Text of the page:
Here are a few ways home owners are planning to enhance their master bedrooms:

New headboard.

You can really showcase a bed by adding a headboard. A headboard can help dress up a bed and make a bigger statement in the master bedroom. Eighty-eight percent of the more than 1,700 home owners surveyed say they are installing a headboard in their master bedroom. Fifty-one percent of remodeling home owners are opting for a headboard with no footboard; while 37 percent are planning on both a headboard and footboard.

New bedding and coverings.

Sometimes all it takes is new bedding to give a master bedroom a completely new look. Nearly 30 percent of remodeling home owners say they’re going to choose floral fabrics for their master bedrooms. Solid fabrics remain the most popular choice.

Add a seating area.

Create more of a serene setting by adding seating to the master bedroom, even if it’s just one upholstered chair in the corner with a throw pillow. Nearly two-thirds of remodeling home owners say they’re creating living rooms in their master bedrooms with seating (such as chairs, loveseat or chaise lounge); a fireplace; or even a mini fridge (8%).

Accent wall.

Paint can make a big difference. Stark white walls can make a room look sophisticated and modern. But some home owners are still preferring the accent wall, in which one wall is painted a more vibrant color. About 52 percent of remodeling home owners say they plan to add an accent wall to their master bedroom. It’s a way to get a pop of color without too much commitment.

 

Source - Realtor.org

Prosperity or Perdition? My First Year in Real Estate

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Elizabeth Mackay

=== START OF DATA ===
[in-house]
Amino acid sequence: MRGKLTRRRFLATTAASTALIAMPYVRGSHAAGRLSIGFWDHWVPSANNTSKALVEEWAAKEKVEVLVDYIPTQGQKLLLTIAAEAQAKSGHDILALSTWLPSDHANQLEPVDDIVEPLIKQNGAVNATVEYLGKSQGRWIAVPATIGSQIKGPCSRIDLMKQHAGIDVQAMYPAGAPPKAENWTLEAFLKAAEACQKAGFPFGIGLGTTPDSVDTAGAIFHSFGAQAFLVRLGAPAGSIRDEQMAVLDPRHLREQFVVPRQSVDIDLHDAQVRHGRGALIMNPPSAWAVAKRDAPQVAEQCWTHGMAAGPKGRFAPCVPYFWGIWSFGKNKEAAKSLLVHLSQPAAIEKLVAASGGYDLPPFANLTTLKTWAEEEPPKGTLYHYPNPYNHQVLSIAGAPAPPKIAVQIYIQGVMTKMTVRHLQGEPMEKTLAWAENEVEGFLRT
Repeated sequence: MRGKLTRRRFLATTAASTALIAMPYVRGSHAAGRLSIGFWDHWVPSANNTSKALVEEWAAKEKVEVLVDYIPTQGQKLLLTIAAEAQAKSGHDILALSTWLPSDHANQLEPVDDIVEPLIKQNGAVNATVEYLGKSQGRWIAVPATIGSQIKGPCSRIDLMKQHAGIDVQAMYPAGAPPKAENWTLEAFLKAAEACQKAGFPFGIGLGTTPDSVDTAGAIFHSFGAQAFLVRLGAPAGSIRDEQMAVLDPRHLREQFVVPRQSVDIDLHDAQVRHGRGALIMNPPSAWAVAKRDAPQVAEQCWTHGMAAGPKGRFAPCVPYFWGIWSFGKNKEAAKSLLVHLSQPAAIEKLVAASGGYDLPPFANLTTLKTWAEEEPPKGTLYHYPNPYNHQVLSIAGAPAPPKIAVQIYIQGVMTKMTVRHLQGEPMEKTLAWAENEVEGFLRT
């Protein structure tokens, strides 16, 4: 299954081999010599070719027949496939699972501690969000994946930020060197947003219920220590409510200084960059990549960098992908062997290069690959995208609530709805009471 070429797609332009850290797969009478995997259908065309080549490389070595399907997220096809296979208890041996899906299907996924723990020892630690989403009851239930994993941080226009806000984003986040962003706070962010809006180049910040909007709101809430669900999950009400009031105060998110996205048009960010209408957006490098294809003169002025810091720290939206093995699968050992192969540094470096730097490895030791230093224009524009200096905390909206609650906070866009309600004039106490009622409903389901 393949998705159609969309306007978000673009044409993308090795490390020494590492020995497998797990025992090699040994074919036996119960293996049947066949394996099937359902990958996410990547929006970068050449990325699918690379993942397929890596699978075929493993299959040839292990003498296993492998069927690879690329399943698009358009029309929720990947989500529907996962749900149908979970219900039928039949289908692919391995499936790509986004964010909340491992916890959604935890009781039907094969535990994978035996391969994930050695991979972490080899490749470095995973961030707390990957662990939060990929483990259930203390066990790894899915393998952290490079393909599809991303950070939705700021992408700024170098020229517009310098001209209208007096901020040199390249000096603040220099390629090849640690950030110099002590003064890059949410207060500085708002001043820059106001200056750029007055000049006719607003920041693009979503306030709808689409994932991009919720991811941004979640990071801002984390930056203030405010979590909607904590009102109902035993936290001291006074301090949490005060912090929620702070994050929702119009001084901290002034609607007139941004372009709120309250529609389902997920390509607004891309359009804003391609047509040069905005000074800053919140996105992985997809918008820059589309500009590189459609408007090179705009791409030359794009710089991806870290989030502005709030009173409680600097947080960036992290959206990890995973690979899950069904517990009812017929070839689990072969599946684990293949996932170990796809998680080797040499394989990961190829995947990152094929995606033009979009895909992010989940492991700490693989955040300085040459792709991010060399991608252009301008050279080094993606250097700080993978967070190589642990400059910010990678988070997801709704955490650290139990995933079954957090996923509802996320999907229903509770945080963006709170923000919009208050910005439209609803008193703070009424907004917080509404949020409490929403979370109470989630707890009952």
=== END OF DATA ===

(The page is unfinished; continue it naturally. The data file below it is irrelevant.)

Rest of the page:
By Elizabeth Mackay

I had the fairytale notion I was so well suited to real estate that I somehow would transcend all odds to rise to stardom in a matter of months.  I thought, naively, that I would visualize and affirm my way to $100,000 in commission in my first year.  Well how could I not, I’m a decent photographer, have a fair command of the English language, I’m a people person, detail-oriented, and reliable.

Imagine my dismay after six months, with a whopping $600, long spent, to my glory. It’s about that time that my first year goal went from $100,000 in commission to “I will not quit!”. But when my visualizing and affirming became – DON’T GIVE UP! NEVER GIVE IN! – it was in the following months that I came to accept that real estate would give me something a thousand times more meaningful than money; that if I could hang in there real estate would transform me.

And it has. Real estate doesn’t care about comparisons. It doesn’t care who knows more people, who’s more eloquent or even, shockingly, more affable. It doesn’t care who’s on the most social media platforms, who has a blog, a newsletter, and a mailing list. Real estate laughs in the face of those who think that page one of Google is the proverbial pot of gold at the end of the real estate rainbow. If you don’t know how to leverage it, page one of Google can be a colossal waste of time in getting there and a bigger waste of time in fielding questions and sending information to those who are only looking for information – after all, isn’t that what Google is for?

All your admirable qualities and tech savvy will serve you well in the end, but in the beginning, real estate only cares about who has the guts and the will to stick it out. The determination to keep going in the face of all evidence to the contrary, when the entire world seems to be conspiring to prove to you that all your lofty ideals and fantastic qualities are essentially meaningless. Real estate cares who can take disappointment after disappointment, defeat after defeat and get up the next day and do it all over again, broken heart or not.  It cares about who can rise above deception and declare “I will not fail. I do not care how many people say no. I do not care how many people lie to me. I will not quit!”

So I haven’t earned $100,000 in commission yet, but what I have earned is infinitely more meaningful. I’ve earned my self-respect. Not the surface self-respect we often have – the type that makes us say goodbye to the bad boyfriend and amen when we leave the lousy job. I’m talking about the kind of self-respect that produces humility, perseverance, self confidence, and a sense of security and belonging in the world; the knowledge that you will never be a failure unless you declare yourself so; the courage that comes with knowing you have risen above sensitivity to rejection.